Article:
Urban land prices are down 65pc since the peak according to research by R.R. Acuña & Asociados, a consultancy specialising in the real estate market.
But it gets worse. “The price of poorly located land outside of metropolitan areas is symbolic,” says Fernando Rodríguez y Rodríguez de Acuña, quoted in the Spanish press. In other words, everything but well-situated urban land has lost most of its value, in some cases by 100pc.
Of course that is just the opinion of R.R. Acuña & Asociados, and many in the industry would disagree with them.
But even if they are half-right, it highlights a problem for banks and developers holding inferior-grade land with a capacity to build 575,000 homes, according to research by R.R. Acuña.
Insolvent, and bankrupt too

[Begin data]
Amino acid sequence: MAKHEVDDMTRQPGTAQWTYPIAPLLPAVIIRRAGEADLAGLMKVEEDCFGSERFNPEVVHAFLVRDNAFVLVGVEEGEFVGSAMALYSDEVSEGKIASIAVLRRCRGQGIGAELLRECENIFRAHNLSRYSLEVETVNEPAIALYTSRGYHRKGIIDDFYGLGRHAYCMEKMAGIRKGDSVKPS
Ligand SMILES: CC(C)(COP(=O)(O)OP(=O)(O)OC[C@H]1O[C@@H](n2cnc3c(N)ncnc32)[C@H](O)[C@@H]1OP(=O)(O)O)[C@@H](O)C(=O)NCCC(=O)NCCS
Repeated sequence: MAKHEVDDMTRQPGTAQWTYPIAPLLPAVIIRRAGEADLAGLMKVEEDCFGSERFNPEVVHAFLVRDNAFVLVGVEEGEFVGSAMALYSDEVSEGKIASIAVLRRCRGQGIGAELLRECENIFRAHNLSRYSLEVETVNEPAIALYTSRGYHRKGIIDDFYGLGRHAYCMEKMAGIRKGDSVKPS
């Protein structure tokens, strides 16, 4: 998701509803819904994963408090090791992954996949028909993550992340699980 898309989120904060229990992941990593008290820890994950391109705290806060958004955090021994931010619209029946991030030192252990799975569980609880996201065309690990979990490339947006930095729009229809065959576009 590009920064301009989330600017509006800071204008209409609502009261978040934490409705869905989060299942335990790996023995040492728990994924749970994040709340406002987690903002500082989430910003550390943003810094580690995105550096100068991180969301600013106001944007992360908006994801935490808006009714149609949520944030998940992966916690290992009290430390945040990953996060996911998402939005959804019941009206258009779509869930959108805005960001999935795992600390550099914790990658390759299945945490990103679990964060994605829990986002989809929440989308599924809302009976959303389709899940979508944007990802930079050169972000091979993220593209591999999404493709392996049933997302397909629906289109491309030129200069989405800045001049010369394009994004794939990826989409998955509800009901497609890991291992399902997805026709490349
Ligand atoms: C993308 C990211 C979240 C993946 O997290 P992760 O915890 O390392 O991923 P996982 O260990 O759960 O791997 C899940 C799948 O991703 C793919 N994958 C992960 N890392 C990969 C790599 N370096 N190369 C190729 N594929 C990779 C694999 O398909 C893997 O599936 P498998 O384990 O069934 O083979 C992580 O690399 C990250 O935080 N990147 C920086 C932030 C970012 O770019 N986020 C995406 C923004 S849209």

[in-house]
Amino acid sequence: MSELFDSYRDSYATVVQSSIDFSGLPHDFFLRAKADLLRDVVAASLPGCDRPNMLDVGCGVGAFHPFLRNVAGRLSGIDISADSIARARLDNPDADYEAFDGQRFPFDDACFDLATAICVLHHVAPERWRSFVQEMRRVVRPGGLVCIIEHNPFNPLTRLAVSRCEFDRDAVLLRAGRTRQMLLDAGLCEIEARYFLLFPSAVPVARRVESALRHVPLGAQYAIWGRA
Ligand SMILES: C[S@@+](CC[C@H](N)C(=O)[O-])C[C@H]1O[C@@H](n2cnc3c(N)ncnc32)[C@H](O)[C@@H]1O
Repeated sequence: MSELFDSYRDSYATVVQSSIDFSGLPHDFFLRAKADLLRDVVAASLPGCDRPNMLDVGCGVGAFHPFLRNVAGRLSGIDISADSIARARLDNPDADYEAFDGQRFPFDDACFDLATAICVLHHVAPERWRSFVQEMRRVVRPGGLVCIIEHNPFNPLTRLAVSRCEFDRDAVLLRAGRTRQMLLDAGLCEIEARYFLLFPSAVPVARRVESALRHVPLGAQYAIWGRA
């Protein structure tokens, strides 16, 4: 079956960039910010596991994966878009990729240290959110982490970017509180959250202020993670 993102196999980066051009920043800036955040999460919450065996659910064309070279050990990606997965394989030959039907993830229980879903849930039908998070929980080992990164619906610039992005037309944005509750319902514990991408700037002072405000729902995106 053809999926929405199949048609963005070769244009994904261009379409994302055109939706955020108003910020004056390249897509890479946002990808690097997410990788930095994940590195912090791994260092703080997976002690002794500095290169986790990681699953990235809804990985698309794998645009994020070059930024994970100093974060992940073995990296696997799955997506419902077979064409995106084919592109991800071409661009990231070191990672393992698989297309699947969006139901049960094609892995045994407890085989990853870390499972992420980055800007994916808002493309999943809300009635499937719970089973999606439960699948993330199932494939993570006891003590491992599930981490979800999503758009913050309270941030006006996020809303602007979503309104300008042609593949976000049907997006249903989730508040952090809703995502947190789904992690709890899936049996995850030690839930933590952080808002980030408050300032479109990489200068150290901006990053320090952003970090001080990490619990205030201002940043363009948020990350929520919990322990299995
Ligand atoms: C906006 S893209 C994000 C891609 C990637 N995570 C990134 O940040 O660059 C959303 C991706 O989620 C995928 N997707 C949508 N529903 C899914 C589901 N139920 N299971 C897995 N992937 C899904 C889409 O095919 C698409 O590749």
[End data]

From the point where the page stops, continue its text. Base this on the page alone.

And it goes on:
“Bearing in mind the expected deterioration in prices and the time it takes to develop this land, one can conclude that actual market prices are far below those reflected on balance sheets,” says Rodríguez, meaning that “many developers are not only insolvent but bankrupt too.”
Banks and developers are holding stocks of building land with a capacity for 2.7 million new homes, and land re-zoning projects for another 1.43 million homes, all paid for with 143 billion Euros of loans, equivalent of more than 10pc of Spanish GDP.
The biggest stock of land is in Andalucia, followed by Catalonia and The Valencian Community (see graphic above; bigger version here).